A physician with an idea for a medical device must know what he or she wants, but cooperation with a designer determines how to get it. My feeling has always been that tossing an idea to an engineer isn't enough to create a product or solve a problem.

As founder of a team creating a next-generation non-vascular stent, I was determined that physician input provide a strong clinical base upon which the medical design team could innovate with confidence. This new stent concept was born in 2001, after recognizing and analyzing all the deficiencies of current urological stents, including stents I developed 15 years ago. The plan was to improve the design and material to prevent unwanted complications associated with stent use.

A collaboration emerged in which both physician and device designer could have their say. The initial team, consisting of myself (a urologist and stent expert), and a mechanical engineer with stent experience, began by examining the available permanent and temporary non-vascular stents.

We found that permanent stents for the urinary tract were all adapted for prostatic and urethral or even for ureteral use by changing the caliber or the length of the basic vascular-stent design. In other words, we had the male equivalent of Chinese foot binding: trying to get the organ to fit the stent instead of the other way around.

Although temporary urological stents available during the 90s and early 2000s were designed for the prostate and urethra, their radial rigidity caused irritation. This rigidity at the vicinity of the sphincter also disturbed the contraction of the sphincter, producing incontinence. Overall, the stents only partly addressed the requirements of urologist treating patients with prostatic or anterior urethral obstructions.

We needed to make structural changes to suit anatomy and function of the target organ. The first sketches and prototypes came out of our initial discussions. My clinical experience vastly contributed to the shape and the materials we would need: the stent skeleton had to be super-elastic and couldn't be heated or chilled for expansion or contraction because of the danger to surrounding tissue. The cover had to be strong but inert to withstand the hostile chemical environment of urine and with surface characteristics to reduce crystal deposition.

The goal was to remove a large caliber stent from the urethra in a secure way and without trauma. The concept we came up with was a simple feature where the stent unravels into a narrow ribbon-like strand during its removal from the patient's body with a minimum of discomfort.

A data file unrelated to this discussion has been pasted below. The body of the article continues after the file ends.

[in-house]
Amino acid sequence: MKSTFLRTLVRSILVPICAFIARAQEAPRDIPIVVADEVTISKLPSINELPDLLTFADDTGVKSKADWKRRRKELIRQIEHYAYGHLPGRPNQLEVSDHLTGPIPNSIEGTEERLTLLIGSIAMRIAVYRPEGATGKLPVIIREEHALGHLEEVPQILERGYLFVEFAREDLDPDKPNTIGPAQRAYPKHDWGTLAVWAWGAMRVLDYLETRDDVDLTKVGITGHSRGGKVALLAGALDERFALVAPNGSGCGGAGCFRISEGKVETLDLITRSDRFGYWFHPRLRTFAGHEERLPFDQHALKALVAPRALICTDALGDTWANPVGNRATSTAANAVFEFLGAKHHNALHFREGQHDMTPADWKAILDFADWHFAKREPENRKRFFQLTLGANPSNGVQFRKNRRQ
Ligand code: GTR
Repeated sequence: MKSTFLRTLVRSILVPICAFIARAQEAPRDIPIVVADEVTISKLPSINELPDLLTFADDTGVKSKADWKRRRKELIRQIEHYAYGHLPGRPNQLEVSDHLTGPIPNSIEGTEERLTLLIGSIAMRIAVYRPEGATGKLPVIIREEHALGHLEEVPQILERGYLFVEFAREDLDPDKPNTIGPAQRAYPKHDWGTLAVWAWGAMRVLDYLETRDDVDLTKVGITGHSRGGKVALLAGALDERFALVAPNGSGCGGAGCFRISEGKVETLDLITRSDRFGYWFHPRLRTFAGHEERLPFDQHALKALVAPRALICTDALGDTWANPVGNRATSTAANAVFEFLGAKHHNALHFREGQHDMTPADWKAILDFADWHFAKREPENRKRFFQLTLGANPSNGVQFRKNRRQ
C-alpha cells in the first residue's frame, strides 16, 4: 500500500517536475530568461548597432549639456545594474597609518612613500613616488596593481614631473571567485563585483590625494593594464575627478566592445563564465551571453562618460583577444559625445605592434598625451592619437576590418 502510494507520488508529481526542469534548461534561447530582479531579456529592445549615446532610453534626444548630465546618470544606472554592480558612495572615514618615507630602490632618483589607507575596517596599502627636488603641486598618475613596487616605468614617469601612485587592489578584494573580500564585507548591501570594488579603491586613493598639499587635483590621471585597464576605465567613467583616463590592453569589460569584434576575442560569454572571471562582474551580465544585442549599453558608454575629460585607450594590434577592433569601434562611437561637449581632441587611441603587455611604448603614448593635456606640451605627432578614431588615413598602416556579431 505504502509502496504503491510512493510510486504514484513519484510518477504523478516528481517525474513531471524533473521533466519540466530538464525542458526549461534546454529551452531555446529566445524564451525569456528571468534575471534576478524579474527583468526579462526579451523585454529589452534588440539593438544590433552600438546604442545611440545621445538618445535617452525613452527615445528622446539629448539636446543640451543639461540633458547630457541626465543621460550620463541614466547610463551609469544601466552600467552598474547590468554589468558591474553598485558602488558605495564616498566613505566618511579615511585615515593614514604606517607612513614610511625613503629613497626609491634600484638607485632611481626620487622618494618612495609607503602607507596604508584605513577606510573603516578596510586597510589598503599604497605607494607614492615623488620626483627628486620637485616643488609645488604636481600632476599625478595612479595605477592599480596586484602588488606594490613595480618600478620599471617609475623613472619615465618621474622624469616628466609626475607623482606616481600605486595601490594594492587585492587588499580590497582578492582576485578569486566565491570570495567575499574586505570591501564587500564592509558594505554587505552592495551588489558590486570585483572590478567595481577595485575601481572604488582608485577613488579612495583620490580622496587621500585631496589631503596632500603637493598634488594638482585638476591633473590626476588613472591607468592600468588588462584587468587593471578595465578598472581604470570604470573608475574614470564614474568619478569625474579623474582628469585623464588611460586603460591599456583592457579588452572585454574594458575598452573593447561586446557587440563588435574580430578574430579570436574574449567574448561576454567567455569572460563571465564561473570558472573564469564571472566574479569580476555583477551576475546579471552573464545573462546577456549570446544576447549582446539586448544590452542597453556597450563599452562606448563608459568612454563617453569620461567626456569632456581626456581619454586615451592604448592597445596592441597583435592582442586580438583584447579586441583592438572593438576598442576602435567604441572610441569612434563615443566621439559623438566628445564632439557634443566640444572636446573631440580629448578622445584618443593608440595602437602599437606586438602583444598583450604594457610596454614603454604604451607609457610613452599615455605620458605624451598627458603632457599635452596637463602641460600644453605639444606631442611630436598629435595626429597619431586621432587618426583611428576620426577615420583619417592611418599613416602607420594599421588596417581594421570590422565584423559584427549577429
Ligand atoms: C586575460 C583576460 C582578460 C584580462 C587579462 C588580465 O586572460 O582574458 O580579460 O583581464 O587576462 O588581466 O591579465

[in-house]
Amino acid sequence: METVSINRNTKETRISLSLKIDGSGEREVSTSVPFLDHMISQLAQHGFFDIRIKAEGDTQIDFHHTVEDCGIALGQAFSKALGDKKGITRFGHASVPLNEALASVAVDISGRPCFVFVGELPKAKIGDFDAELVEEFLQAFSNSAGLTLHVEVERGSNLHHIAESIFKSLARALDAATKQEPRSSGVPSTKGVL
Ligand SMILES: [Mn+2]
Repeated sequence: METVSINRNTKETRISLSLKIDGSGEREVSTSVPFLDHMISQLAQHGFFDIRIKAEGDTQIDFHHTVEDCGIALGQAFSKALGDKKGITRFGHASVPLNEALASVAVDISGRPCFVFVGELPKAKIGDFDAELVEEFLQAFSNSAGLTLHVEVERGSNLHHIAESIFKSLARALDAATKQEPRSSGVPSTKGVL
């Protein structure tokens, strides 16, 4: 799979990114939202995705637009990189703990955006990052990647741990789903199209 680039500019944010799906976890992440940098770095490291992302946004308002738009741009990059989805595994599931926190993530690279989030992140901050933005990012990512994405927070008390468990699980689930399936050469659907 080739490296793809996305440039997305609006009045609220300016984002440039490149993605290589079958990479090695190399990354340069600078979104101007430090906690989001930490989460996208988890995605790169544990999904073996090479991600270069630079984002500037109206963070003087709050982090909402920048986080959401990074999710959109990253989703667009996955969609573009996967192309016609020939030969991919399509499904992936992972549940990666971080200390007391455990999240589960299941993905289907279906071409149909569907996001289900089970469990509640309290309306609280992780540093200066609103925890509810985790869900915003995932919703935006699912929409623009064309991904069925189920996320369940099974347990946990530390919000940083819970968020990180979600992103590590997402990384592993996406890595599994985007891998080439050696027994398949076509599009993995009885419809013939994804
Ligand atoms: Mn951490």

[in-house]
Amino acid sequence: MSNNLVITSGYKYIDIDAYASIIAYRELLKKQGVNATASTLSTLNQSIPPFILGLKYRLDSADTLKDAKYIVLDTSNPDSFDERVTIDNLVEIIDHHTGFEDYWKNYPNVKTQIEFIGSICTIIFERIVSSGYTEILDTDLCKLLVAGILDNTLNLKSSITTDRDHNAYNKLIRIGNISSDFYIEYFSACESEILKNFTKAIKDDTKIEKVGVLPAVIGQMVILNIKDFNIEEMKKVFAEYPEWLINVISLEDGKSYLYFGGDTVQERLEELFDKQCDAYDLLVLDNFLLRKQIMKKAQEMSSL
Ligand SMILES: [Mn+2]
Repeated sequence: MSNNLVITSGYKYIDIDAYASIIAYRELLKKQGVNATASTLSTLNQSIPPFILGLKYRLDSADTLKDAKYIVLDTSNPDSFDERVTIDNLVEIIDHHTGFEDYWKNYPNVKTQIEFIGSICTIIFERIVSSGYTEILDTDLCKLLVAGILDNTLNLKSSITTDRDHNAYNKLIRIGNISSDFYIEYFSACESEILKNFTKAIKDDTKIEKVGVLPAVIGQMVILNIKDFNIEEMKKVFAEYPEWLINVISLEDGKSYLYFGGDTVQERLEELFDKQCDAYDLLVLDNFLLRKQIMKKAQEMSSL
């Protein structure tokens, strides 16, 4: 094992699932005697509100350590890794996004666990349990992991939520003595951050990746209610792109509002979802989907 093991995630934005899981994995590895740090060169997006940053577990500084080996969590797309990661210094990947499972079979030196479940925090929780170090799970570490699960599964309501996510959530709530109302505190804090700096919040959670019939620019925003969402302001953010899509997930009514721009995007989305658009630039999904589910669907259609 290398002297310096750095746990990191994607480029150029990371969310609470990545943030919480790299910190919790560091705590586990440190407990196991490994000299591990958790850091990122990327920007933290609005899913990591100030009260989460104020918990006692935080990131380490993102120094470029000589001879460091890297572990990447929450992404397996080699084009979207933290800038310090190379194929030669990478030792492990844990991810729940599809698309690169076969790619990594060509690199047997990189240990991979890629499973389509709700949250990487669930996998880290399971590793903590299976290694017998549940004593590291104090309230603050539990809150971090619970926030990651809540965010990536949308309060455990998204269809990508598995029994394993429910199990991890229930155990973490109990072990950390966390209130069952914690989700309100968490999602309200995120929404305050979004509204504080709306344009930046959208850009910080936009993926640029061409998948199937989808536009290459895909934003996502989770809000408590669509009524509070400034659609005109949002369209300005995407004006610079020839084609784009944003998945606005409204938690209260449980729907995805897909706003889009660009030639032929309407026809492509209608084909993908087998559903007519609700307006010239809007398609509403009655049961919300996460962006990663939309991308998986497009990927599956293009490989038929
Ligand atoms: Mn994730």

The engineers and I worked together throughout prototyping and in-vitro testing, as well as the human feasibility tests. Having the physician and engineer accompany one another throughout testing meant that our discussions weren't theoretical but took place in the lab or over the operating table. We documented all testing stages on video or in still pictures, then reviewed them with the team, which now included an expert in biocompatible polymers. There were, of course, differences of opinion, but we always kept our end-goal in mind.

What came from this close cooperation was the first easily removable, self-expandable, large caliber, fully covered stent designed for the urinary and biliary tracts. The self-expanding components of this family of stents are made of Nitinol, and entirely covered, like a sleeve, with a thin, strong biocompatible co-polymer to make it an impermeable tube preventing tissue ingrowth. Despite their large caliber, the new stents allow easy insertion and easy endoscopic removal.

Close cooperation gave us a rapid development turnaround time for producing the final prototypes — a little over two years. Moreover, because the visionary and the engineer capable of turning vision into reality were both present at all stages of design and clinical testing, we didn't have to make changes to the stent after it became available for patient use. The only modifications were to the delivery systems which made it more user-friendly and affordable.

The resulting technological platform exceeded expectation, as it can be adapted for designing temporary and permanent stents for almost any potential stent-treatable site. The platform allows for the production of large-caliber, thin walled, entirely covered stents that fit organ function and are easily removed. Ureteral and biliary stents based on this platform have already been approved for sale in Europe, and stents for other sites are in various phases of testing and clinical trials.